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Paris, ville antique

Paris, ville antique

http://www.paris.culture.fr/

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Movies, Books, Inspirational Quotes, and Tattoos in Latin Posted on 04. Sep, 2013 by Brittany Britanniae in Latin Language Salvete Omnes, The following quotes are done with the simplest form and are meant to be fun! While, I did not translate certain words such as “damn” and “chocolates” etc.; this was due to a stylistic approach or a lack of an ancient words. Also, it should be noted to those new to Latin that the word order is rarely the same as in English, i.e: Latin more commonly puts the verb at the end of the sentence. Animating the Battles and Mythology of Greek Vases “Combat,” part of the Ure Discovery series from Panoply animating Greek vases (GIF Hrag Vartanian/Hyperallergic, via YouTube) Greek vases have some of the most lively of ancient art with their flat figures engaged in combat, sports, and epic mythology. A duo called Panoply has been turning these vases into animations to explore their stories and make classical archaeology more engaging for a younger crowd. Still from “Clash of the Dicers” (2014) (GIF Hrag Vartanian/Hyperallergic, via YouTube) Animator Steve K.

20 Most Popular Movie Quotes Translated into Latin Posted on 28. May, 2014 by Brittany Britanniae in Latin Language When we asked to write a post on popular movies quotes and have them translated into Latin, I was eager to jump at the opportunity. I should note that some quotes are left off my list such as ones from Forest Gump, Harry Potter, Lord of the Rings, and Gone with the Wind. These and other films have already been translated on a previous post of mine which you can find here.

Paint It Black? Understanding Black Figure Pottery We at Ancient History Encyclopedia are fierce about historical accuracy. This often leads to debate and discussion among the AHE team as we try to sort out what really happened in ancient history, when, and why. So when I read our definition on black figure pottery last week, I was extremely confused. Conversation guide for the Ancient Rome Posted on 24. Oct, 2012 by leire in Latin Language, Roman culture A few years ago, before going on a trip abroad, it was habitual buying a travel guide of the destination which also included some useful phrases or basic expressions to comunicate with locals. Today, these guidelines are being relegated for Internet applications or smartphones, but if you ever have the good fortune to travel to the Ancient Rome, sure this guide will be very useful If you are lucky enough to make beutiful Roman friends – or whatever -:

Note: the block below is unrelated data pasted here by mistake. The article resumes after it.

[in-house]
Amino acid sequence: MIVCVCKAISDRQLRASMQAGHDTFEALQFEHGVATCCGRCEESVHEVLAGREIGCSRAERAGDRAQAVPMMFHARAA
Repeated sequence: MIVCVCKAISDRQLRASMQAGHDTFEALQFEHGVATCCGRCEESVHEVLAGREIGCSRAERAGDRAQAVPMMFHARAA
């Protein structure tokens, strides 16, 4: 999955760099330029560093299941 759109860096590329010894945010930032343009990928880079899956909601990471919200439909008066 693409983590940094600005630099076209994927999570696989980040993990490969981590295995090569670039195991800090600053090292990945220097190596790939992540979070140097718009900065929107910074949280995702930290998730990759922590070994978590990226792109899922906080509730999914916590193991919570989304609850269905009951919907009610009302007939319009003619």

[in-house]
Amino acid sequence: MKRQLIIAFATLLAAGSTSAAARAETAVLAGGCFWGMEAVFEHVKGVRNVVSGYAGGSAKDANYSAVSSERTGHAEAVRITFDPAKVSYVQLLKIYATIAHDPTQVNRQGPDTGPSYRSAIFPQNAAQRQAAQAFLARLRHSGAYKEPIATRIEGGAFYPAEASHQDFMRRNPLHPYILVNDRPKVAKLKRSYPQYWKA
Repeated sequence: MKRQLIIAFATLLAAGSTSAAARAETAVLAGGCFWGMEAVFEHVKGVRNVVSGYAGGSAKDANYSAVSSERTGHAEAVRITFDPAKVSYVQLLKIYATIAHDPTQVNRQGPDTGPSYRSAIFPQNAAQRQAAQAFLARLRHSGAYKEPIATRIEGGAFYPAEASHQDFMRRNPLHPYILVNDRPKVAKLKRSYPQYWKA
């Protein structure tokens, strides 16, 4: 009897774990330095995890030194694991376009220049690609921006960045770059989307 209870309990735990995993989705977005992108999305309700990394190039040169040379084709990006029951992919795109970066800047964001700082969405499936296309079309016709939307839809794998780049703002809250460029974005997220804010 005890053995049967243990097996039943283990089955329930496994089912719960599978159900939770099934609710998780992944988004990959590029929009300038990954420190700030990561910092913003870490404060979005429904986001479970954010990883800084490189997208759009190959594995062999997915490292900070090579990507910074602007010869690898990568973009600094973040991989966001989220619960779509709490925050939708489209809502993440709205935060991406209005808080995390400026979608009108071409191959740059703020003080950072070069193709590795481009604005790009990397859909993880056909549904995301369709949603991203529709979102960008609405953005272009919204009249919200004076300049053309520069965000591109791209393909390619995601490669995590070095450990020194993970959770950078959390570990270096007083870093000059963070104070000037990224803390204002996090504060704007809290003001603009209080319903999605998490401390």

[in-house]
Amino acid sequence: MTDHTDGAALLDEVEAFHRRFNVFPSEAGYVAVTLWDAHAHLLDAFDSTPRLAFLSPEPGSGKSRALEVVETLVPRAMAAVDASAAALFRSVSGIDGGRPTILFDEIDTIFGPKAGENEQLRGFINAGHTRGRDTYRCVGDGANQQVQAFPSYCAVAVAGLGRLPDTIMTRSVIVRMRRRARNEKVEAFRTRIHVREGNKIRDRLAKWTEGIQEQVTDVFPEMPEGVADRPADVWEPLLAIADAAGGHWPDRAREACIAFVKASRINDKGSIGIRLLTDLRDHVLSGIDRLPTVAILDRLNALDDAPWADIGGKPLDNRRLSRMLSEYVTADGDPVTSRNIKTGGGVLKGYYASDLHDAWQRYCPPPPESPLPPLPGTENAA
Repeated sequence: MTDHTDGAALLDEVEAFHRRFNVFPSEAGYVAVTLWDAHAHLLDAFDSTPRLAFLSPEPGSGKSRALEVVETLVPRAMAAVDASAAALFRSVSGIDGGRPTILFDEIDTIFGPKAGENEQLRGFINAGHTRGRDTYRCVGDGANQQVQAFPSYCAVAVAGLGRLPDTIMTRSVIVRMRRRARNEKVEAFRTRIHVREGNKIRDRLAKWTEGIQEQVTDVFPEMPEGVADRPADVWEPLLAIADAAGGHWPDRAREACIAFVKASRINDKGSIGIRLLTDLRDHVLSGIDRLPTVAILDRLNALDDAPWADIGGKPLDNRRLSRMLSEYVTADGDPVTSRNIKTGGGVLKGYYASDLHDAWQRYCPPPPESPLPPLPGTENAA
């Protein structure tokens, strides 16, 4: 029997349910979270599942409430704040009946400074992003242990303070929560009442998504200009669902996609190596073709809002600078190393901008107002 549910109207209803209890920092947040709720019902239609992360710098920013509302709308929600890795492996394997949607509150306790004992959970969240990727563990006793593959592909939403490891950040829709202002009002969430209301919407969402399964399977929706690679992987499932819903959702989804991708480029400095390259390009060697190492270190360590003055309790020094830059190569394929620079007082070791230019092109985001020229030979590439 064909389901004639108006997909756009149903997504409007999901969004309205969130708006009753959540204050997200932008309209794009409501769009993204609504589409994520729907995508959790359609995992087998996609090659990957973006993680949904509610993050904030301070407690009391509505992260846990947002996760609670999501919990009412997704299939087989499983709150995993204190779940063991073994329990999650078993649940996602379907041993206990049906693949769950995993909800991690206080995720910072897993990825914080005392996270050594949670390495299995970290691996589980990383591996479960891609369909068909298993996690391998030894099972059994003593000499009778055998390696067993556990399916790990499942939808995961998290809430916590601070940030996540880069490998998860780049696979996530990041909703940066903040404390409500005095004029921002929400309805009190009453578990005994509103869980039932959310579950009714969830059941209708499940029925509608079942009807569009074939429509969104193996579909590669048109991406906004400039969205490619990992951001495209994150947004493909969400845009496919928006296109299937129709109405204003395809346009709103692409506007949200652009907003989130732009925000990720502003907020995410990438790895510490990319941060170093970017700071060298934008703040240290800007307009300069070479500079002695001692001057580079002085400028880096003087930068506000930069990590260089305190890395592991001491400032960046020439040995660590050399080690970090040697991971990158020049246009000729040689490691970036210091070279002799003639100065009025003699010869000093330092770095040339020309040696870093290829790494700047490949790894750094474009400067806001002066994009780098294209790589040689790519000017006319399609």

Interpretation of the Alexander Mosaic (The following is a quotation from Traute Petersen: Das Alexandermosaik von Pompeji. In: Eberhardt Schwalm (Hrsg.): Folienbuch Geschichte 1. Bilder für den Unterricht. Von den frühen Hochkulturen bis zum 16. Jahrhundert. Stuttgart: Klett-Perthes 1993. The Lod mosaics – a carnival of animals The pace of construction of new buildings, roads, and infrastructure throughout the world has led to a number of spectacular archaeological finds in recent years. Among the most significant is that of a series of Roman mosaic floors at Lod in Israel, almost the centre of interaction between Roman, Christian, Jewish and Muslim culture, accidentally uncovered during road construction in 1996. Dating from around AD300, the mosaics are a riot of birds, shells, fishes and animals and include one of the earliest known images of both a rhinoceros and a giraffe. Although some of the animals appear to be tearing each other apart, they share seraphic, although slightly sinister, expressions, which one historian went so far as to describe as "erotic".

LaunchPad: Ancient Greek Vase Production and the Black-Figure Technique Used for the storage and shipment of grains, wine, and other goods, as well as in the all-male Greek drinking party, known as the symposium, ancient Greek vases were decorated with a variety of subjects ranging from scenes of everyday life to the tales of heroes and gods. The two most popular techniques of vase decoration were the black-figure technique, so-named because the figures were painted black, and the red-figure technique, in which the figures were left the red color of the clay. The black-figure technique developed around 700 B.C. and remained the most popular Greek pottery style until about 530 B.C., when the red-figure technique was developed, eventually surpassing it in popularity. This video illustrates the techniques used in the making and decorating of a black-figure amphora (storage jar) in the Art Institute of Chicago's collection. Original video by ArtInstituteChicago. Embedded by Mark Cartwright, published on 04 April 2014.

Acropolis Virtual Tour The Virtual Tour of the Acropolis is a web application based on HTML5 technologies (webGL and CSS3D) to display effectively panoramic photographic images in desktop and mobile browsers. The production of panoramic photomosaics at resolutions of several gigapixels was realised between 2010 and 2014 by employing established practices of digital image acquisition and processing. In order to achieve the best possible mapping of natural lighting on the monuments together with the display of shaded details, High Dynamic Range (HDR) imaging techniques were used for capturing and combining different exposure levels of the same theme. Starting from the RAW photos all the way up to the combined and color-corrected finalised panoramas, all intermediate outputs were maintained in order to be able to reproduce and control the entire manufacturing process for future reference. The krpano viewer and revelant tools are used for the display of the panoramic images within the application.

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